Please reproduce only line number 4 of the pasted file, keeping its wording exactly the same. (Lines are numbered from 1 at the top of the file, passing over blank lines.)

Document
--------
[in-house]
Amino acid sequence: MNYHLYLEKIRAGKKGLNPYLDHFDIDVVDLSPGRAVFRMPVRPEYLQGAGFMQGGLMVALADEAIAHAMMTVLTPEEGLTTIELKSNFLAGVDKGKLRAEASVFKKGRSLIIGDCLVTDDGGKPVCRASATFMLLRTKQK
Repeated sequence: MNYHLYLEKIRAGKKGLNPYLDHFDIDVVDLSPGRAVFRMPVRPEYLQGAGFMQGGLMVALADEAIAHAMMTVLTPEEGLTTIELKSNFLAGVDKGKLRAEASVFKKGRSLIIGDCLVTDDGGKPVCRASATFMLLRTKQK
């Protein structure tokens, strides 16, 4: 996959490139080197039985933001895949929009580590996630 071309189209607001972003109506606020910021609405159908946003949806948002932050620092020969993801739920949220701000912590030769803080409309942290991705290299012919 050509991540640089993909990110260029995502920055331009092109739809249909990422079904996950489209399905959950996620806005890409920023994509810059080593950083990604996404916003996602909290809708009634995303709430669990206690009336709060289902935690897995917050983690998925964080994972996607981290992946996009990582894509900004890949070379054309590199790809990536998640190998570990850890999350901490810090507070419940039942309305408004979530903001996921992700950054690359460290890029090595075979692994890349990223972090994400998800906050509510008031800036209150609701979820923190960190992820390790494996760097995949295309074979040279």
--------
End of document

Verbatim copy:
């Protein structure tokens, strides 16, 4: 996959490139080197039985933001895949929009580590996630 071309189209607001972003109506606020910021609405159908946003949806948002932050620092020969993801739920949220701000912590030769803080409309942290991705290299012919 050509991540640089993909990110260029995502920055331009092109739809249909990422079904996950489209399905959950996620806005890409920023994509810059080593950083990604996404916003996602909290809708009634995303709430669990206690009336709060289902935690897995917050983690998925964080994972996607981290992946996009990582894509900004890949070379054309590199790809990536998640190998570990850890999350901490810090507070419940039942309305408004979530903001996921992700950054690359460290890029090595075979692994890349990223972090994400998800906050509510008031800036209150609701979820923190960190992820390790494996760097995949295309074979040279």